Commentary: It's Coug D vs. Pitt road graders

NEWARK, N.J. -- Washington State forward Daven Harmeling, seated close to the basketball floor of the glossy new Prudential Center, had just one question after watching the Pittsburgh Panthers body-slam their way up and down the floor against Texas Tech. "Is that their football team out there?" Harmeling asked innocently.

The fourth-ranked Panthers, loaded with thick, muscular players with talent and the swagger that seems to be inbred in Big East Conference teams, provide the opposition for Washington State Saturday night in the championship game of the Legends Classic.

"Y'all got a chance against Pitt," Mississippi State coach Rick Stansbury said after the Cougars belted his lean, young team around Friday. "You've got to make shots."

Well, obviously. But the real key to WSU's chances might be the Cougars' ability to make the Panthers miss shots.

"That's probably the best defensive team I've ever played against," Jarvis Varnado said.

Who? Oh, Varnado is only the reigning National Defensive Player of the Year, and he was plenty impressed when the Cougars held his team to 33 percent shooting. After all, the Bulldogs came into the game shooting nearly 50 percent and averaging 83 points during their 5-0 start.

Varnado was just one of the reed-thin Bulldogs who were outmuscled by the Cougars on Friday night in WSU‘s 63-52 win. Aron Baynes, whose chest is even thicker than his Australian accent, ruled the paint against Varnado and anyone else who dared to tread on his personal domain.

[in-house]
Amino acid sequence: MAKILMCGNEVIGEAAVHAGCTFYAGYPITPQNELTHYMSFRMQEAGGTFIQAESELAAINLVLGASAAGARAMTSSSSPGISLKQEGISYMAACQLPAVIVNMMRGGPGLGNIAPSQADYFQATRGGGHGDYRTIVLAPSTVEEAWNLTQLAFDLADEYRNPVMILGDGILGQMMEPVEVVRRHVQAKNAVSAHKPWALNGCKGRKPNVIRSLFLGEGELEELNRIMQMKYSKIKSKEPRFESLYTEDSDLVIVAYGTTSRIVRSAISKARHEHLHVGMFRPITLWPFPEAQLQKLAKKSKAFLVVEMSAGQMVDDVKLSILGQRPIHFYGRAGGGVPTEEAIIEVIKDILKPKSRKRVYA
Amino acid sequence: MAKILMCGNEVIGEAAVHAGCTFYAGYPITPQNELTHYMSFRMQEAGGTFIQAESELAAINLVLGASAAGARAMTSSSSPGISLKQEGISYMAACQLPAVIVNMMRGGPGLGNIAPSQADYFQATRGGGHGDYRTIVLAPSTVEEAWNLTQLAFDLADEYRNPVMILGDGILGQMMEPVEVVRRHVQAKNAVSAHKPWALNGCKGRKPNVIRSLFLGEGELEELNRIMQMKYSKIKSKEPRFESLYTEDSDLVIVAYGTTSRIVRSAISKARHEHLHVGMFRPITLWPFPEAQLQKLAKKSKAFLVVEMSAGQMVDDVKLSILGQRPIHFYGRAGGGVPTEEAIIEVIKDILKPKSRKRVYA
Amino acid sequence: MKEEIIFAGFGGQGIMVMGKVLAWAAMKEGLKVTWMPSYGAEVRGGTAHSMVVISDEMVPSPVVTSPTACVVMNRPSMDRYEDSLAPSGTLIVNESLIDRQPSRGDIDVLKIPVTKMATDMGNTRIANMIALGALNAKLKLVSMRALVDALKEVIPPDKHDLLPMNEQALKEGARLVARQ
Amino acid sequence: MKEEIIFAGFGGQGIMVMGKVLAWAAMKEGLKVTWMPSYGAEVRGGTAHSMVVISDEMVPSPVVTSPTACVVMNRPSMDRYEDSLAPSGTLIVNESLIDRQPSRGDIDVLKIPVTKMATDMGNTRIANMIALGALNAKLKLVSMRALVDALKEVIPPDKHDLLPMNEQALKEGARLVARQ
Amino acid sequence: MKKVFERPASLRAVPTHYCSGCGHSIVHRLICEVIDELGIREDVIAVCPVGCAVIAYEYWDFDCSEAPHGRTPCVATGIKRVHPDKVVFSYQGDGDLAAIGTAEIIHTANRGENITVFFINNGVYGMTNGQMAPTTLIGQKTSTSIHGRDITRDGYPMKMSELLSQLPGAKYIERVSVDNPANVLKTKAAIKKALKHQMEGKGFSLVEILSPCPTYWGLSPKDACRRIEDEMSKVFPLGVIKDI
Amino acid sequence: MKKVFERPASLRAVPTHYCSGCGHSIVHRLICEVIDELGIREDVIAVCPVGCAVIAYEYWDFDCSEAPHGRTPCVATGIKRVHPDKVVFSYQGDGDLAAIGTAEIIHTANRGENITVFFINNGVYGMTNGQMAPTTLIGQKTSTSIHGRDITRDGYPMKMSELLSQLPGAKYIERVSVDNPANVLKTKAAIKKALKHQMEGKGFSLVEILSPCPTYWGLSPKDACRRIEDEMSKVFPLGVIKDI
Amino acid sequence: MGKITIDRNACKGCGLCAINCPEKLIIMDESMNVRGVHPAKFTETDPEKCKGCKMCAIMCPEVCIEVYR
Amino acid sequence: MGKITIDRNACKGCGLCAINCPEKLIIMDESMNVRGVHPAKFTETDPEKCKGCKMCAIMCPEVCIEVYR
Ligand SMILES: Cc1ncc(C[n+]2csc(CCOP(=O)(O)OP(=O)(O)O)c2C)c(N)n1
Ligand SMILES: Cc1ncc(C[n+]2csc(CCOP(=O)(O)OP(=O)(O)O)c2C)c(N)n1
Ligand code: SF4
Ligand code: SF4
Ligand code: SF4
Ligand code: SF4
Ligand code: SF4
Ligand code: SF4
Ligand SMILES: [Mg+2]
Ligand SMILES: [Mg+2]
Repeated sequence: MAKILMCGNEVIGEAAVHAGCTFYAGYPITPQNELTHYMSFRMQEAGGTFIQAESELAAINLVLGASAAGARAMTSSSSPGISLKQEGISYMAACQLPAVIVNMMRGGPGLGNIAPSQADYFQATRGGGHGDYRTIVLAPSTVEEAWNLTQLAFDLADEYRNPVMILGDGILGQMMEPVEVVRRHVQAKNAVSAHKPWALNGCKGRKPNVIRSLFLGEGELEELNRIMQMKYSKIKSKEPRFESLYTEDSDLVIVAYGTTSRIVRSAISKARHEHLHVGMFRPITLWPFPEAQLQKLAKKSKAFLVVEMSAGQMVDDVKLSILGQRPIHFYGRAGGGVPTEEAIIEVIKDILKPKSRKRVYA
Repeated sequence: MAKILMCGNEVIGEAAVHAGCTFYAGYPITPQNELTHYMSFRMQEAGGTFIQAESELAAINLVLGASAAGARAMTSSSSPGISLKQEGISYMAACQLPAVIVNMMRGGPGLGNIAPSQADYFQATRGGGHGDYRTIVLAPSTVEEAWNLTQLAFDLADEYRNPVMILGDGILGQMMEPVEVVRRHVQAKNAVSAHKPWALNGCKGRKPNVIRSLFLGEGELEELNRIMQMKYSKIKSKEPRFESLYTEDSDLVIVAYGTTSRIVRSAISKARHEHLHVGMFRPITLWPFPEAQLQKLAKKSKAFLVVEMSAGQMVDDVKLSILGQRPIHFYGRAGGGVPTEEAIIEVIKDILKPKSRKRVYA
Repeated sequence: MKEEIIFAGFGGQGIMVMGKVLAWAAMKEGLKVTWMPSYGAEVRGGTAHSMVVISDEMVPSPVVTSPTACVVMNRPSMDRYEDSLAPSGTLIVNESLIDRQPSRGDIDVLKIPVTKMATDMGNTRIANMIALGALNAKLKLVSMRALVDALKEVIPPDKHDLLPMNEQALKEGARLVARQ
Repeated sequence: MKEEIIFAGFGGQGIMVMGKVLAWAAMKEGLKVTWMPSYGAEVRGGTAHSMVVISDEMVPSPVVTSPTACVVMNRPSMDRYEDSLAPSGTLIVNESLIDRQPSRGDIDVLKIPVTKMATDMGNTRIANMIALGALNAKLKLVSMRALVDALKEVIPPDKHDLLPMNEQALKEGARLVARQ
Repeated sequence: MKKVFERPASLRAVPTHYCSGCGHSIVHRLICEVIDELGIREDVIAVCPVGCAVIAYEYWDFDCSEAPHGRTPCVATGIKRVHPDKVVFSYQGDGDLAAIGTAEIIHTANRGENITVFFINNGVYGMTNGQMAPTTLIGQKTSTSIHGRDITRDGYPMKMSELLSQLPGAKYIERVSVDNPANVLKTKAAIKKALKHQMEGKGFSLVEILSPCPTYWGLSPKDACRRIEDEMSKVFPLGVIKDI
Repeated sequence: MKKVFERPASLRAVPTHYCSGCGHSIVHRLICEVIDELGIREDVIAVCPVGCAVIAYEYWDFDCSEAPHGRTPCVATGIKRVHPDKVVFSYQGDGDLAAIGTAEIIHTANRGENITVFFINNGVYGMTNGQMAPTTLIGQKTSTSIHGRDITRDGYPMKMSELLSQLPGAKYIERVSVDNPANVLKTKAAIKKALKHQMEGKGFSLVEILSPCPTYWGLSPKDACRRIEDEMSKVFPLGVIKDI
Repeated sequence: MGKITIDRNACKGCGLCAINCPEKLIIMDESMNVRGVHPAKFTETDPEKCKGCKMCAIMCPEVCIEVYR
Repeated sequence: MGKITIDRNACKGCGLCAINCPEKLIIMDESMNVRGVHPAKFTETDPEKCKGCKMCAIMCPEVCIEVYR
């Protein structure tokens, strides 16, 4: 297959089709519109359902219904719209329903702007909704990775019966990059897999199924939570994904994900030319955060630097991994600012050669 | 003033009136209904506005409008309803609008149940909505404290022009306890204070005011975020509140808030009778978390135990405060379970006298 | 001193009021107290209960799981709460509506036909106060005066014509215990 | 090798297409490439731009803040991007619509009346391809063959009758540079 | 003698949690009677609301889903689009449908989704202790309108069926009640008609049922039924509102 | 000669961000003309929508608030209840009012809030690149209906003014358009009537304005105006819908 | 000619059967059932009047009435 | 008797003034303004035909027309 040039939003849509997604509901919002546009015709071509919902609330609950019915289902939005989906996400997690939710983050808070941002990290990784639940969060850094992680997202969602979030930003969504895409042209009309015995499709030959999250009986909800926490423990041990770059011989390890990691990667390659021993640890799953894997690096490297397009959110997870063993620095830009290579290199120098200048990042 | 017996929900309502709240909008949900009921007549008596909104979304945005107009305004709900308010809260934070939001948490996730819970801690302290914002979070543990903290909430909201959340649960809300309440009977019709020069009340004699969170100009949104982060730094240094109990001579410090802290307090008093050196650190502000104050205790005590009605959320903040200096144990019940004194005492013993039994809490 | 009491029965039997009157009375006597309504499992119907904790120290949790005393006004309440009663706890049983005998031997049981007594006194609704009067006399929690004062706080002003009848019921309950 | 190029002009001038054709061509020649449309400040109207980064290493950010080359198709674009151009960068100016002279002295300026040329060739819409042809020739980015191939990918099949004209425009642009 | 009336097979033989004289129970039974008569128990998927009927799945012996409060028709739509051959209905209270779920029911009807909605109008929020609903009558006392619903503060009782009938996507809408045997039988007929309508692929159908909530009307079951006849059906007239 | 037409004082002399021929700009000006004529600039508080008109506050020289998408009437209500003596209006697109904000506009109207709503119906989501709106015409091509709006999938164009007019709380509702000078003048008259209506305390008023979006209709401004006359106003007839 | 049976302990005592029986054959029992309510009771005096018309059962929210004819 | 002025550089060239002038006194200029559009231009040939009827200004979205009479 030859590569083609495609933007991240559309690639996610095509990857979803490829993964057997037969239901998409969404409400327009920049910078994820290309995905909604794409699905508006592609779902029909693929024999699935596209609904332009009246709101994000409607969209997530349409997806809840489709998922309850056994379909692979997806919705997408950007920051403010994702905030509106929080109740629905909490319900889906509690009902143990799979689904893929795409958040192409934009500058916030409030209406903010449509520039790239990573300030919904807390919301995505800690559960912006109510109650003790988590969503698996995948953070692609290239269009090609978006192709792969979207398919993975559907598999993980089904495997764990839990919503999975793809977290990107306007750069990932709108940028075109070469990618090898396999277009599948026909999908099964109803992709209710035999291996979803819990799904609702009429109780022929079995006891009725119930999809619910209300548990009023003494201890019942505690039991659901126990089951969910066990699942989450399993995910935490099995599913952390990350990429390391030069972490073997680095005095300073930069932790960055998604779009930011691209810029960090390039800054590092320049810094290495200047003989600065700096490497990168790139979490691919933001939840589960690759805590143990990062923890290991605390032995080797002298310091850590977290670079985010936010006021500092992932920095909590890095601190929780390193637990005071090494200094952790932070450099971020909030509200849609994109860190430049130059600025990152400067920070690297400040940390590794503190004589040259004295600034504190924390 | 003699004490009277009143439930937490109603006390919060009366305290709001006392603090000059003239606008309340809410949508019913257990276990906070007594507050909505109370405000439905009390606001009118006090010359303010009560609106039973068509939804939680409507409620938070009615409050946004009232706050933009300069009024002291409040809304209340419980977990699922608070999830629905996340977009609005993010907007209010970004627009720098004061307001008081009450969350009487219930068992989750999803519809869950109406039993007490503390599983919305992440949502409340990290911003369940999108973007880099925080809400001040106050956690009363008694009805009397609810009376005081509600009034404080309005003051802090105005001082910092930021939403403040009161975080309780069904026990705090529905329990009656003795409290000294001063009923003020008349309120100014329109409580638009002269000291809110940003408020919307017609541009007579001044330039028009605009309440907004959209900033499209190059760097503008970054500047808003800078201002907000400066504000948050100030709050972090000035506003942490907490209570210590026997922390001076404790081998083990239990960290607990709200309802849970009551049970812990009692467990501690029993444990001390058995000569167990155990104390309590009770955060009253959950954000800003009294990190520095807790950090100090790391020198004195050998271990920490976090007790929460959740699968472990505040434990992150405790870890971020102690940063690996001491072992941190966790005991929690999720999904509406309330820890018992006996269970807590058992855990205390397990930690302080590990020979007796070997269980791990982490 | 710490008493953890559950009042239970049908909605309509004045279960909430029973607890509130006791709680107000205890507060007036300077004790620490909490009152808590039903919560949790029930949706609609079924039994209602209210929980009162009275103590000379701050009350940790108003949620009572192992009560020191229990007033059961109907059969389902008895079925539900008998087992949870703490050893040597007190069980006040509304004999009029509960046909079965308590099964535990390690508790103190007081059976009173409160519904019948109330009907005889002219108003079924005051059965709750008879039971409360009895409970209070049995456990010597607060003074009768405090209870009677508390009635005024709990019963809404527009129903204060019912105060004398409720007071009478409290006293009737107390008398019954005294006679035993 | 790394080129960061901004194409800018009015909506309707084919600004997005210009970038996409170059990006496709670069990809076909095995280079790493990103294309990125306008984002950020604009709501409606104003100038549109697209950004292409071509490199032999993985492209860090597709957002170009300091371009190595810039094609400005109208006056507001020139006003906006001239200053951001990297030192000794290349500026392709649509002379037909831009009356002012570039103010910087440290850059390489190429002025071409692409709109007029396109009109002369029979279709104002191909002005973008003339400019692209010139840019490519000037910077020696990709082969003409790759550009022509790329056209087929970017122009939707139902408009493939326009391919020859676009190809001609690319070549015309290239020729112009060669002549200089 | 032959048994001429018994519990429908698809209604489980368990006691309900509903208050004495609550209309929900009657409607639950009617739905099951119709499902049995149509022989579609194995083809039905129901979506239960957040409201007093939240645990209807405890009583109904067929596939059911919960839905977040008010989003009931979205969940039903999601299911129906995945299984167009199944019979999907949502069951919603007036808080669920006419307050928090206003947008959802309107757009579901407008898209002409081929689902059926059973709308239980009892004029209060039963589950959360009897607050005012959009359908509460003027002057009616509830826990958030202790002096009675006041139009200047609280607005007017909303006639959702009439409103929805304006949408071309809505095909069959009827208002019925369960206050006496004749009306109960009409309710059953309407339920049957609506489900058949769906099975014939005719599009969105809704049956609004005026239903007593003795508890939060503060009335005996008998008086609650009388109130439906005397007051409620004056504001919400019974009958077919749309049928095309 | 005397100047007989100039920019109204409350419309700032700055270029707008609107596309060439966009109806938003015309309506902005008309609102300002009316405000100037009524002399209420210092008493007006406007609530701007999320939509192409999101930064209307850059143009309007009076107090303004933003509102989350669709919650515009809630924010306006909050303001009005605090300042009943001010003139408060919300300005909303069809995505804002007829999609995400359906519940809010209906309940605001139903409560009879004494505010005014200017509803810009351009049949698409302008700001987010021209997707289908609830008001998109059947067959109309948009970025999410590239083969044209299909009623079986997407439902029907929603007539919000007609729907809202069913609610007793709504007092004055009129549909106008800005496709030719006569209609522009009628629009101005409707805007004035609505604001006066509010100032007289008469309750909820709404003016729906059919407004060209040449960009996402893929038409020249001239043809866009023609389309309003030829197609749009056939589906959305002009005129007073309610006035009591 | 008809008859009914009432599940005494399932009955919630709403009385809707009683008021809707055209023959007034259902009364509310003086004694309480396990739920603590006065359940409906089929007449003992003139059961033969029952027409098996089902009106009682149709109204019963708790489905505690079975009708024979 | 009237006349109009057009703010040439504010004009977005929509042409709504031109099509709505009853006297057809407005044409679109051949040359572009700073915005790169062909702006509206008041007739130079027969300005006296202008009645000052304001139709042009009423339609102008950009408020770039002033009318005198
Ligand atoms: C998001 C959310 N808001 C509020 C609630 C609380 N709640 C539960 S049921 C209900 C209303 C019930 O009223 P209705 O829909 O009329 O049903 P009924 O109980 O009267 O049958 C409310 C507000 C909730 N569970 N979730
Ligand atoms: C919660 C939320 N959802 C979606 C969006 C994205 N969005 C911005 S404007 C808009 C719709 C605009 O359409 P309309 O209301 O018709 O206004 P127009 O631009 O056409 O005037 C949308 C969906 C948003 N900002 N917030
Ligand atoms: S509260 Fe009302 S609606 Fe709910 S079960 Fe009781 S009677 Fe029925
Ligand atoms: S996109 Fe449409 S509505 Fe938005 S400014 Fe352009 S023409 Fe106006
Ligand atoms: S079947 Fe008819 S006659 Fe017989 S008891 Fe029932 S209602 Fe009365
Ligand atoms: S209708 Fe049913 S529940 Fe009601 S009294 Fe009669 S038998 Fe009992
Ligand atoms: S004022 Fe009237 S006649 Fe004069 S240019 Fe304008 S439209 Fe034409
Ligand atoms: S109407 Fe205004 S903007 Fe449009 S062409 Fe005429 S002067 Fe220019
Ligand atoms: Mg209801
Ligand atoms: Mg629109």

"Baynes, during the minutes he was in, was playing great," WSU point guard Taylor Rochestie said.

Indeed, Baynes scored 11 points in the first 12-plus minutes of play and finished with 17 despite foul problems that limited him to 22 minutes before he drew his fifth foul with 1:58 left.

By that time, Varnado was hidden away on the Mississippi State bench. Don't count on Pitt players slinking off into the sunset tonight, because the Panthers are typical Big East players in that they seem to thrive on contact.

Baynes, of course, is a former rugby player who can bang bodies with the best of 'em. If the men with the whistles let the boys play tonight, it could work in Baynes' favor.

Not that Baynes needs a shot in the chops to get his blood boiling. The big Aussie has gradually learned to control his temper better during his four-year stay in Pullman, but he barely controlled his fury when he let teammates have it during a time-out late in the Mississippi State game. "I was just trying to rally the troops, I guess, because we looked a little bit sluggish," Baynes said.

Coincidentally or not, the Cougars soon regained momentum and cruised home with the win. Pitt followed with an 80-67 triumph over Texas Tech. That set up a WSU-Pitt title game at approximately 5 p.m. PST. Tech and Mississippi State play in the consolation game at 2:30. Both games will be televised on HDNet.

It's unfortunate that HDNet is not available in more homes and local watering holes, because basketball fans nationwide would have enjoyed watching WSU freshman Klay Thompson make his first big splash on the national scene Friday.

Thompson led everyone with 19 points, 10 rebounds and, as usual, 0 emotion. The kid is so lacking in animation, you're tempted to poke him in the arm to make sure he's alive.

"Klay's got that poker face," Rochestie said. "He's got a poker face when we're playing and we're up 20, and he's got a poker face when it's a close game against a good team like Mississippi State."